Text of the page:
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Happy New Year - well, that’s another Christmas and festive season done and dusted, waistbands have no doubt expanded, wallets and purses are considerably lighter, New Year’s resolutions have been made (and probably already broken), Easter eggs are in the shops, and a new year with all its possibilities is ready and waiting for us!

Despite the arrival of the chocolate eggs, bunnies, chicks etc. in all our retail establishments - and Hot Cross Buns now seem to be a year-round item too, not that I’m complaining - Easter is still a long way off, and we have the rest of the Winter months to negotiate.

Why not see off the Winter blues by partaking in a Burns Night celebration?  Taking place on 25th January, these are enjoyed by many particularly around the Corby area, renowned for its strong Scottish heritage.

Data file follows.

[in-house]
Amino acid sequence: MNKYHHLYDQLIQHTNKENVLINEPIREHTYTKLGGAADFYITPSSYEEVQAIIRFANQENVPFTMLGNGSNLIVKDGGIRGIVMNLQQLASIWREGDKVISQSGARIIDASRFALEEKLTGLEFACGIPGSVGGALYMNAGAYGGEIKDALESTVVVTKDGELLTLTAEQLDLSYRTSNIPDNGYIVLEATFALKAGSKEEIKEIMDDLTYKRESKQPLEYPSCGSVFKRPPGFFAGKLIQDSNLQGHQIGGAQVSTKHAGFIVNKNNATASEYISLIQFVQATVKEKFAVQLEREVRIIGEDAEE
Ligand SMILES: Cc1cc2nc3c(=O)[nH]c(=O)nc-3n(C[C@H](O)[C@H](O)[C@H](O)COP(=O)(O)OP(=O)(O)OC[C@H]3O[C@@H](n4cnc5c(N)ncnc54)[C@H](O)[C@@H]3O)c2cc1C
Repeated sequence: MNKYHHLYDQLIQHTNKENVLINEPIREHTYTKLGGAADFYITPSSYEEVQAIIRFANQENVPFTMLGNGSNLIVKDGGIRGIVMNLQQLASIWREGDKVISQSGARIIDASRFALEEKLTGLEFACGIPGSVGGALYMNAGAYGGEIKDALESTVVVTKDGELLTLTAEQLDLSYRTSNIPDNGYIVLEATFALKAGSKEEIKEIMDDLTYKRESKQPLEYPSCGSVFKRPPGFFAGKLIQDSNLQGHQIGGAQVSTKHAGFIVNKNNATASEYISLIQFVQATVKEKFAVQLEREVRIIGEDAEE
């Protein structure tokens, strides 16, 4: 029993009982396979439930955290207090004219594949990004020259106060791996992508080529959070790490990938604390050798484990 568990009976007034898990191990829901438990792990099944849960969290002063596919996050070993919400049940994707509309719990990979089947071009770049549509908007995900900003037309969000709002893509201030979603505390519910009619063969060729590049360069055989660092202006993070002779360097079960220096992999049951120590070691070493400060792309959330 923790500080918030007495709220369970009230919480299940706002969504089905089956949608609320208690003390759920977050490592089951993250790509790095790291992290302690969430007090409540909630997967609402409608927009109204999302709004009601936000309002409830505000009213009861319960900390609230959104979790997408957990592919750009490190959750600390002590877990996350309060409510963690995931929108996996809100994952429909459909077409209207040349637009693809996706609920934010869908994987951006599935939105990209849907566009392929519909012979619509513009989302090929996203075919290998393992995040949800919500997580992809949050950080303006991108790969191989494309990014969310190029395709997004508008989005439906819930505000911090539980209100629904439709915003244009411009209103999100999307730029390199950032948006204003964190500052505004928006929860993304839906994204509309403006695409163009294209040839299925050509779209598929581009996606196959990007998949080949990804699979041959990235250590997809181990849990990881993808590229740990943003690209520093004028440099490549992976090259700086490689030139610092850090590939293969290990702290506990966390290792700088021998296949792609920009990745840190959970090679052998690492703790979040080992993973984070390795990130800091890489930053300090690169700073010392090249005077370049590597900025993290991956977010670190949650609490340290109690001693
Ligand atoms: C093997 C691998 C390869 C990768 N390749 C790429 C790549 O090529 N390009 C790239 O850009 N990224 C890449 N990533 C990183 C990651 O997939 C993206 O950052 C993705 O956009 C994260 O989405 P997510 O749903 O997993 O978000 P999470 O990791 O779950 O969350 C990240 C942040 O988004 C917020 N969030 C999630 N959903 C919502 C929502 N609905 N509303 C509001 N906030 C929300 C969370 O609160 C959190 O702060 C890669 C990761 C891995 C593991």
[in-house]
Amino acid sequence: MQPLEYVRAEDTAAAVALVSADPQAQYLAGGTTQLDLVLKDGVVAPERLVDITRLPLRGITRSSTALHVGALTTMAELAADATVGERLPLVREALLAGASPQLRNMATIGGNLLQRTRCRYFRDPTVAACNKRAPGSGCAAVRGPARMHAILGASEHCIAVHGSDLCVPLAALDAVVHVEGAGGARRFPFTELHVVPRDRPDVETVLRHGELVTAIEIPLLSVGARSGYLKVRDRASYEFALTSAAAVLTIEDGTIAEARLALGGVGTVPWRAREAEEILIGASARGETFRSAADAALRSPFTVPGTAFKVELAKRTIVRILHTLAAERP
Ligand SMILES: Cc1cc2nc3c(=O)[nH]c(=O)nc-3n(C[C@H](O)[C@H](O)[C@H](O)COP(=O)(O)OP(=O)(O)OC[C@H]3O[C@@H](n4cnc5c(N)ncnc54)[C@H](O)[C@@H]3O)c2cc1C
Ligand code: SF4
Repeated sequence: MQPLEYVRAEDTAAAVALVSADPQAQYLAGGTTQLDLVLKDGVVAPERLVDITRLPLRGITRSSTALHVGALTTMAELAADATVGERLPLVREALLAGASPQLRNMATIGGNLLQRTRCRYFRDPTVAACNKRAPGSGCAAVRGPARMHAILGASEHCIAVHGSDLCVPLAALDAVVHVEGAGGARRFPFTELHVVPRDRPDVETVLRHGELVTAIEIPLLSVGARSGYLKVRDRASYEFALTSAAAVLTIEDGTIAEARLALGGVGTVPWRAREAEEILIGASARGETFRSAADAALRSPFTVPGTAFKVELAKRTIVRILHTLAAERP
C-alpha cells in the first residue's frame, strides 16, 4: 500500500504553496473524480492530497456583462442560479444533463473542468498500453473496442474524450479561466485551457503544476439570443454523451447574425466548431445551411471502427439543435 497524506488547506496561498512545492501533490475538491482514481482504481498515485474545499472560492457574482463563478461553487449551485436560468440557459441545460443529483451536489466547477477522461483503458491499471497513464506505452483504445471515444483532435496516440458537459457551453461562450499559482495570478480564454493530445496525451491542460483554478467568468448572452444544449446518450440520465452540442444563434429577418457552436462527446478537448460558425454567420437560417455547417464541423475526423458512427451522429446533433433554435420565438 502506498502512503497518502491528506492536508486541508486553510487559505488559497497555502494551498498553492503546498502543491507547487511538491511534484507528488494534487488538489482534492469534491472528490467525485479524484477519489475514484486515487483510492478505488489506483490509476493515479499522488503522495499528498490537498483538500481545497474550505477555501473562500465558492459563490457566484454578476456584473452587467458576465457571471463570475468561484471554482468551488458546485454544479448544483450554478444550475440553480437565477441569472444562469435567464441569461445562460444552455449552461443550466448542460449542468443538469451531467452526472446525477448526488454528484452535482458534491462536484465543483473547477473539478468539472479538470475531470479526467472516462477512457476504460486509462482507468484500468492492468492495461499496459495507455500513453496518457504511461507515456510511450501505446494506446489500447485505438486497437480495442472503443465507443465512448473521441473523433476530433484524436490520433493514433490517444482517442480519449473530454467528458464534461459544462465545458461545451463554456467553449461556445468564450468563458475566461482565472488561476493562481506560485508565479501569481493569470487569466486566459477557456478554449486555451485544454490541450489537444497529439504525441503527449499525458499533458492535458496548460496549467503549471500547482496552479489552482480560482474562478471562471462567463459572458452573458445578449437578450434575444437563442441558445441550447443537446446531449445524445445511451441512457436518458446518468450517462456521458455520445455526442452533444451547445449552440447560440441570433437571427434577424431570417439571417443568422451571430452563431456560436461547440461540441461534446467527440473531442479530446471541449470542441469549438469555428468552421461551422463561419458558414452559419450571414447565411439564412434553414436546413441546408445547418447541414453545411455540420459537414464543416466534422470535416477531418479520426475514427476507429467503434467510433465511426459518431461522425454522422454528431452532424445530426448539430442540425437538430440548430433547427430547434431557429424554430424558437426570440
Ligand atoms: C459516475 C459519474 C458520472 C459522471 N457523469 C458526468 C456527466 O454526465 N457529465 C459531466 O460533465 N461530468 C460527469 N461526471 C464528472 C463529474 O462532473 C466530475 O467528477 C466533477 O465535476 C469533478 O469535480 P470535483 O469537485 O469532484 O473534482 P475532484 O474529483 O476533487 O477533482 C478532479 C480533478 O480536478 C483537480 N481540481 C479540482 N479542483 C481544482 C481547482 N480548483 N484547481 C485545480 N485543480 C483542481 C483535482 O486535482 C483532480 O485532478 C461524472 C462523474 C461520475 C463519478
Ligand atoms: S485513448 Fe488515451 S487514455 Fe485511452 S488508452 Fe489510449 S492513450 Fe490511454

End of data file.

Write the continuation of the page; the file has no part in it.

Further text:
The Burns Supper is a celebration of the life and poetry of Robert Burns, widely regarded as the national poet of Scotland, and is celebrated on the anniversary of his birth every year.

At most organised events you can expect to see pipers piping in the Haggis, and people eating it with neeps and tatties (mashed turnip and potatoes for the unintiated), accompanied with drams of the finest Scotch whisky.

Poetry readings are usually made, with The Selkirk Grace being said to usher in the meal, and the traditional Address to the Haggis - ‘Great Chieftain o the puddin’-race’ - being made as it is ceremonially cut open.

The meal is followed by the Immortal Memory toast, in which a speech is made in honour of the great poet, and the evening ends with a rousing rendition of Auld Lang Syne, which turns out isn’t just a New Year’s Eve song.

You could, of course, organise your own - Haggis is sold in many supermarkets, but the BBC Good Food website is full of other Scottish delicacies to tempt the palate if Haggis isn’t quite your thing.  Donning traditional dress (i.e. a kilt) is also entirely your choice; however, remember that it may be a little chilly at the end of January!  

 Our Corner of Northamptonshire by Helen Bach  January 2018